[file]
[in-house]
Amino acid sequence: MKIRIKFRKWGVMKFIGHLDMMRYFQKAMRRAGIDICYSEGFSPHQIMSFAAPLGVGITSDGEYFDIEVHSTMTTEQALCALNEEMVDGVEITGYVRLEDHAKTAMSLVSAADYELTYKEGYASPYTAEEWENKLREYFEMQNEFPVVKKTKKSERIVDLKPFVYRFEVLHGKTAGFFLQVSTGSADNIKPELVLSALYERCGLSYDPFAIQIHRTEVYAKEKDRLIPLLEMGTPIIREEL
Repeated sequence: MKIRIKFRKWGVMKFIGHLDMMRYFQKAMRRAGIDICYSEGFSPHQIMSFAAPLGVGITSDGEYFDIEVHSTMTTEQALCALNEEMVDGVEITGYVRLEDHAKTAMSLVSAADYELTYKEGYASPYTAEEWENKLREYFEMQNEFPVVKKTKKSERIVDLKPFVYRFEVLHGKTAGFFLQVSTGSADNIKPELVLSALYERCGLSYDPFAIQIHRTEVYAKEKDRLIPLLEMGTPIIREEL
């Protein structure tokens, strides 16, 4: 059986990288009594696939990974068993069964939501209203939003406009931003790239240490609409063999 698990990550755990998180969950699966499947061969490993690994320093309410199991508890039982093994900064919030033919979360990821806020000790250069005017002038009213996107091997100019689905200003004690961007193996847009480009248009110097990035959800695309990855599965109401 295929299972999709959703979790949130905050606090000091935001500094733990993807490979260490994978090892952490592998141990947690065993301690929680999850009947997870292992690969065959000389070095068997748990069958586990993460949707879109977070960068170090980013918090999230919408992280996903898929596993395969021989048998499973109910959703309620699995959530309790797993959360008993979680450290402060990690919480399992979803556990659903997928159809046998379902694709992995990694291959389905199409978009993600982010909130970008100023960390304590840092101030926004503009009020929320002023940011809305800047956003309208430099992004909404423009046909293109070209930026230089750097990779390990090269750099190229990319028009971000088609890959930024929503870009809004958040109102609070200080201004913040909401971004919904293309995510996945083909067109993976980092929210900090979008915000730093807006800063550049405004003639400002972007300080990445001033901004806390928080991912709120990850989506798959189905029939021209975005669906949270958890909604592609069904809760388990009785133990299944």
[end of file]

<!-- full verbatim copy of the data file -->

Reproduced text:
[in-house]
Amino acid sequence: MKIRIKFRKWGVMKFIGHLDMMRYFQKAMRRAGIDICYSEGFSPHQIMSFAAPLGVGITSDGEYFDIEVHSTMTTEQALCALNEEMVDGVEITGYVRLEDHAKTAMSLVSAADYELTYKEGYASPYTAEEWENKLREYFEMQNEFPVVKKTKKSERIVDLKPFVYRFEVLHGKTAGFFLQVSTGSADNIKPELVLSALYERCGLSYDPFAIQIHRTEVYAKEKDRLIPLLEMGTPIIREEL
Repeated sequence: MKIRIKFRKWGVMKFIGHLDMMRYFQKAMRRAGIDICYSEGFSPHQIMSFAAPLGVGITSDGEYFDIEVHSTMTTEQALCALNEEMVDGVEITGYVRLEDHAKTAMSLVSAADYELTYKEGYASPYTAEEWENKLREYFEMQNEFPVVKKTKKSERIVDLKPFVYRFEVLHGKTAGFFLQVSTGSADNIKPELVLSALYERCGLSYDPFAIQIHRTEVYAKEKDRLIPLLEMGTPIIREEL
């Protein structure tokens, strides 16, 4: 059986990288009594696939990974068993069964939501209203939003406009931003790239240490609409063999 698990990550755990998180969950699966499947061969490993690994320093309410199991508890039982093994900064919030033919979360990821806020000790250069005017002038009213996107091997100019689905200003004690961007193996847009480009248009110097990035959800695309990855599965109401 295929299972999709959703979790949130905050606090000091935001500094733990993807490979260490994978090892952490592998141990947690065993301690929680999850009947997870292992690969065959000389070095068997748990069958586990993460949707879109977070960068170090980013918090999230919408992280996903898929596993395969021989048998499973109910959703309620699995959530309790797993959360008993979680450290402060990690919480399992979803556990659903997928159809046998379902694709992995990694291959389905199409978009993600982010909130970008100023960390304590840092101030926004503009009020929320002023940011809305800047956003309208430099992004909404423009046909293109070209930026230089750097990779390990090269750099190229990319028009971000088609890959930024929503870009809004958040109102609070200080201004913040909401971004919904293309995510996945083909067109993976980092929210900090979008915000730093807006800063550049405004003639400002972007300080990445001033901004806390928080991912709120990850989506798959189905029939021209975005669906949270958890909604592609069904809760388990009785133990299944």